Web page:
by J. Edward Ketz
On Nov 19, 2003, Sens. Enzi, Reid, Ensign, Boxer and Allen introduced a bill in the Senate that purports to reform the accounting for stock-based compensation. If this is reform, I would rather see flotsam and jetsam.
The Financial Accounting Standards Board and the International Accounting Standards Board have issued drafts that will require all business enterprises to expense stock-based compensation. Managers will list all of their compensation, and not just their cash salaries. Given the rise of stock options over the last decade or so, this accounting standard will greatly improve financial reporting, as the truth about managerial compensation becomes published.
The Enzi et al. bill begins by calling for the expensing of stock-based compensation. While it has a worthy and correct inaugural section, the bill declines in quality thereafter.
Section 2, paragraph 1, states that the measurement of stock-based compensation will be limited to the five highest paid executives, even if the corporation has dozens of others earning bonuses via stock options. Clearly, this provision arbitrarily reduces the expense.
Section 2, paragraph 3, of the bill requires the pricing model “to determine the fair value of an option” by assuming that the “volatility of the underlying stock shall be zero.” Since I don’t know any stock whose price doesn’t change, I find this assumption demonstrably absurd.
In trying to find out why the senators would include such a patently silly clause in their bill, we need only understand that increased volatility enlarges the value of the option. Thus, the senators are providing a way for corporate managers to artificially decrease the measurement of their stock-based compensation. In fact, some recent empirical work shows that this decline might erase as much as 90 percent of the actual stock compensation expense!
Section 2, paragraph 4, of this proposal allows exemptions for “small business issuers.” My question is, why?
Since measuring and then reporting stock-based compensation is the truthful thing to do, why do the senators wish to allow some executives the privilege of prevarication?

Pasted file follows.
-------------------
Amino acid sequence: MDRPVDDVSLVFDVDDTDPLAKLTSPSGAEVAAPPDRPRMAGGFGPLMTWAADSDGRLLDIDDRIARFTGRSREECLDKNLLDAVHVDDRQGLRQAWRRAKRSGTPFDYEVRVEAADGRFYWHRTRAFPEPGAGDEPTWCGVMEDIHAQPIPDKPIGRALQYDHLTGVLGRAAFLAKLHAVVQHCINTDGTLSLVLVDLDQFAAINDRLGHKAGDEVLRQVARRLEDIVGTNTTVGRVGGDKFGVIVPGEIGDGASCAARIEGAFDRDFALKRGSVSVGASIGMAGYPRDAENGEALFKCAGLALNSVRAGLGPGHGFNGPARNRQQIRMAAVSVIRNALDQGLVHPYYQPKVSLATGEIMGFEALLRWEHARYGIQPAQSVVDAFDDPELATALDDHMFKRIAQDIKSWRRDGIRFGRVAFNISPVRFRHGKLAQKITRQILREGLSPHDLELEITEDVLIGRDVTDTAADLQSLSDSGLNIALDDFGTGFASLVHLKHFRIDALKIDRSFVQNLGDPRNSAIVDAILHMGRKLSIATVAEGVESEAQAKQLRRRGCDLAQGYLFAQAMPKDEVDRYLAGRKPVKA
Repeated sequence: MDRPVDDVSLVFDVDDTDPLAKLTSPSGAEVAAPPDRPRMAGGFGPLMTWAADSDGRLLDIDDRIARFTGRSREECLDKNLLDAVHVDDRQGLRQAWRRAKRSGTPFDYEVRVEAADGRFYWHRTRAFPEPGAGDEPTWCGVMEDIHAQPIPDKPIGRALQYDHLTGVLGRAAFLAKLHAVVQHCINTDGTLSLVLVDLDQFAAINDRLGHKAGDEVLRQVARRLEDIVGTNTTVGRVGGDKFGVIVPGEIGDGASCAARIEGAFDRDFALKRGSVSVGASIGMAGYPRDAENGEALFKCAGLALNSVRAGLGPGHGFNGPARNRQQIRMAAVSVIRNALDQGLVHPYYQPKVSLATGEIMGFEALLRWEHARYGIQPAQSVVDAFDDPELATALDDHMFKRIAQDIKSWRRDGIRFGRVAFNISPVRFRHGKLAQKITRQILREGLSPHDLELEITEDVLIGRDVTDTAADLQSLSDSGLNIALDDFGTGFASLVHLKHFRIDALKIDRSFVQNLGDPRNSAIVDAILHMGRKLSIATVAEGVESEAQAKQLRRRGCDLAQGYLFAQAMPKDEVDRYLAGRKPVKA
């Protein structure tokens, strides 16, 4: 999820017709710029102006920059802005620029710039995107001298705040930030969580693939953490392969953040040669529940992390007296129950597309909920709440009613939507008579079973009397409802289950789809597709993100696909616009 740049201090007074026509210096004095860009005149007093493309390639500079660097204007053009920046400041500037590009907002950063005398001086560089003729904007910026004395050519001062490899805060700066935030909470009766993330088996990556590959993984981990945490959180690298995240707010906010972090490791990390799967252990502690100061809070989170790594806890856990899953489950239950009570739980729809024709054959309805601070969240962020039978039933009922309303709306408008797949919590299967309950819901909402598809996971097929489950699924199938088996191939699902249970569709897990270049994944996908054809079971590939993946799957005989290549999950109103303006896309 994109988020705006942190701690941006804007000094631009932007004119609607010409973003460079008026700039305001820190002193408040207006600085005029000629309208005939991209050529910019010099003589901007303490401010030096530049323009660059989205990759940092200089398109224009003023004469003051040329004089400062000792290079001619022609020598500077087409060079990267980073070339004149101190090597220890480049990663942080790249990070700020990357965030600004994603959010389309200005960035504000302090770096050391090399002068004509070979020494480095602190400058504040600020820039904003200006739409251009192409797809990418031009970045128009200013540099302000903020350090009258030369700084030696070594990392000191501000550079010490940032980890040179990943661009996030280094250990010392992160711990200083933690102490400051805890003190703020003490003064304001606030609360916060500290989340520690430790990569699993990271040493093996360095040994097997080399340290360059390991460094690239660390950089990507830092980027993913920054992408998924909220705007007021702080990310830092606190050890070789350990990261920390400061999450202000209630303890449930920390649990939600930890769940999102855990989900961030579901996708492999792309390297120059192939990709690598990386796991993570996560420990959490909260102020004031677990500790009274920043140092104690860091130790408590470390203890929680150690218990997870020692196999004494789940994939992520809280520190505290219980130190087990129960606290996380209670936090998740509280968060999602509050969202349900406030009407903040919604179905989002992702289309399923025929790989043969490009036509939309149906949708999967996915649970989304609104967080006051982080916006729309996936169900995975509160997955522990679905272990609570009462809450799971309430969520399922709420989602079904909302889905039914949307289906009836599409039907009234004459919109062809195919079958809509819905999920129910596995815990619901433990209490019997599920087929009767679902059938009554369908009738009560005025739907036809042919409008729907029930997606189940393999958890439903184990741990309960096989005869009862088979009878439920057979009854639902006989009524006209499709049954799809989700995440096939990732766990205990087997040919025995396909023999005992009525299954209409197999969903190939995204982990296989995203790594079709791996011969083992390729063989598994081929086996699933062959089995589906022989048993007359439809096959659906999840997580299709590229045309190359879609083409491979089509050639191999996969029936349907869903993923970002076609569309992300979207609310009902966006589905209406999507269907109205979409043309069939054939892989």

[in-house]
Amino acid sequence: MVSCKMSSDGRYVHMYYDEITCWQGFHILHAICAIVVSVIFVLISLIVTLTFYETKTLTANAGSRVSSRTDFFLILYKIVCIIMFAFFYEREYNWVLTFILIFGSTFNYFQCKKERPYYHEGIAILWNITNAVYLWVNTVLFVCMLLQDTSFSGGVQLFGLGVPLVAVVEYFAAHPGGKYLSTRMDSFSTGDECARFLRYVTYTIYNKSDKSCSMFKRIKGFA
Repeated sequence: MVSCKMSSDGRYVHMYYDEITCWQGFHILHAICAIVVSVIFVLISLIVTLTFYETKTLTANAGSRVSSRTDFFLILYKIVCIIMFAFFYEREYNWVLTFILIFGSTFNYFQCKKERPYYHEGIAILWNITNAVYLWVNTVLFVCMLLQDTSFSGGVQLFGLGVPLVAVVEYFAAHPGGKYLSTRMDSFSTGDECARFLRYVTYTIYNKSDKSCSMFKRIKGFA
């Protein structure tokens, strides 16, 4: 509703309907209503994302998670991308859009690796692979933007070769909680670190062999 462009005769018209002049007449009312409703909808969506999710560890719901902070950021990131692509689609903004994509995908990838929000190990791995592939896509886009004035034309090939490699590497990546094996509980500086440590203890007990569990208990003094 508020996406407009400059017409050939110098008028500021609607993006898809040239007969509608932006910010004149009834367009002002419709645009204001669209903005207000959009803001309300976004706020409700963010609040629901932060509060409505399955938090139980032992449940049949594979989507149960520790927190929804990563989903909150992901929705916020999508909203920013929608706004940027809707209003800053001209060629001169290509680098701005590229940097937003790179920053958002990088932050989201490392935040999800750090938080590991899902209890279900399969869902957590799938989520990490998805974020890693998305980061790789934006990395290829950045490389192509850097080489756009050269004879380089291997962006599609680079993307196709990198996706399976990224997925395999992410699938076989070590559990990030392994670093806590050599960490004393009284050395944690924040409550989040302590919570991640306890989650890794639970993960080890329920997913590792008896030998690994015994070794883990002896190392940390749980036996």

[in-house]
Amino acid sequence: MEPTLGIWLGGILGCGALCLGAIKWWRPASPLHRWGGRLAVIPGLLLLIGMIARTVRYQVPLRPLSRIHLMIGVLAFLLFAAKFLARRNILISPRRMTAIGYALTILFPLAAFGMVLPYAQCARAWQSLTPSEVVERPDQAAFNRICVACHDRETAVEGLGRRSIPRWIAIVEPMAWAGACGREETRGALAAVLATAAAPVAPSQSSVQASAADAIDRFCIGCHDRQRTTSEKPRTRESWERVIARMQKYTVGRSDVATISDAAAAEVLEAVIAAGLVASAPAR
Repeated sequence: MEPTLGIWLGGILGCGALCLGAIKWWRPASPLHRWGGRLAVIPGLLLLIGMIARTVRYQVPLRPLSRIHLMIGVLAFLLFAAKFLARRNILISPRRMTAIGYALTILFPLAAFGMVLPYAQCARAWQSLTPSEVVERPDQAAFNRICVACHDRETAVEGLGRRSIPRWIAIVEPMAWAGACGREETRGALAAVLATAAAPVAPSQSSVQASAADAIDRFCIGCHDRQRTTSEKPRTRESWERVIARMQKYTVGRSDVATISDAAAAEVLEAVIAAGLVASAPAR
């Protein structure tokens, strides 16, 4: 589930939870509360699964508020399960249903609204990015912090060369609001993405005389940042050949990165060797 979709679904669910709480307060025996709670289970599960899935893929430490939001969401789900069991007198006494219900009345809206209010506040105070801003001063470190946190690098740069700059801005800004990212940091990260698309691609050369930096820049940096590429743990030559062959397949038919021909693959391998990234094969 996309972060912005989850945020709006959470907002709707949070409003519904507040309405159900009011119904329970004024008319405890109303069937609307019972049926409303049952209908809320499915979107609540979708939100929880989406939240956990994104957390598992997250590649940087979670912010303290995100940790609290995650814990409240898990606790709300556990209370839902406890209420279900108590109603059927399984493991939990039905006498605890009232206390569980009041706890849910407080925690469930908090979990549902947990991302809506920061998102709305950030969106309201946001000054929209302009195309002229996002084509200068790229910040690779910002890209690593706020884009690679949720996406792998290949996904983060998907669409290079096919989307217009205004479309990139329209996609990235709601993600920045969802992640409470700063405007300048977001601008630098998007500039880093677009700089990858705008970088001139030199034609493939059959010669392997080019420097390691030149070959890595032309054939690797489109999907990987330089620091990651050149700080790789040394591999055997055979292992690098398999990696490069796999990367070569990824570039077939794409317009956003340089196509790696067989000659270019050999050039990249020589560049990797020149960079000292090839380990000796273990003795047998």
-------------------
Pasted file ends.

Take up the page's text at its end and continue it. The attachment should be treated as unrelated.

Section 3 of the bill delays the implementation of any expensing requirement until an “economic impact study” is conducted. Specifically, the legislators want to assess the impact of truthful accounting on:
- Expanding employee corporate ownership (which, presumably, they think is a lofty goal);
- The hiring and retention of employees;
- Research and development activities;
- Economic growth in the U.S.; and,
- The global competitiveness of American companies.
Incredibly, these members of Congress do not include creditors and investors in their list. Perhaps they do not care about the economic impact of any expensing requirement on them.I humbly submit, however, that the erosion of $8.5 trillion from the equity market (as estimated by Joseph Stiglitz in his book, “The Roaring Nineties”) constitutes prima facie evidence of economic impact.
And since creditors and investors sorely need truthful accounting — how else do we interpret the economic meltdown in 2001 and 2002? — we must assume that these senators are callous toward the investment community.
The global impact concern will soon be a non-issue. Since the IASB also promulgates the expensing of stock-based compensation, U.S. concerns will be on an equal footing with their European counterparts, which are committed to following international accounting standards.
Sen. Enzi earlier held hearings on this topic. Participants included FASB, which the committee lambasted for supporting truthful reporting that might hurt business managers, and various parties from the small business community. Tellingly, he didn’t bother to ask any representative from the investment community to testify. Apparently, losing $8.5 trillion doesn’t qualify as economic impact.
He falsely accuses the board of adopting the project with a “pre-ordained result in mind.” The senator instead should have praised the board for finally having the courage to defy cultural forces that desire to loot creditors and investors.
Evidently, enterprising managers are attempting to thwart good accounting standards-setting by offering campaign contributions to senators for derailing true accounting reform. As the only accountant in the Senate, Enzi should know better. His bill to undermine FASB, however, reveals his true colors. Perhaps he is no more reform-minded than Enron’s Ken Lay or Jeff Skilling.
Maybe, just maybe, true accounting reform rests on reforming the current system of campaign finance. Until we prevent corporate managers from taking shareholder wealth and sprinkling cash into the coffers of Washington politicians, we shall never clean up accounting or mutual fund scandals.
J. Edward Ketz is an associate professor of accounting and MBA faculty director at Penn State’s Smeal College of Business. He is also the author of ”Hidden Financial Risk” (Wiley, 2003).
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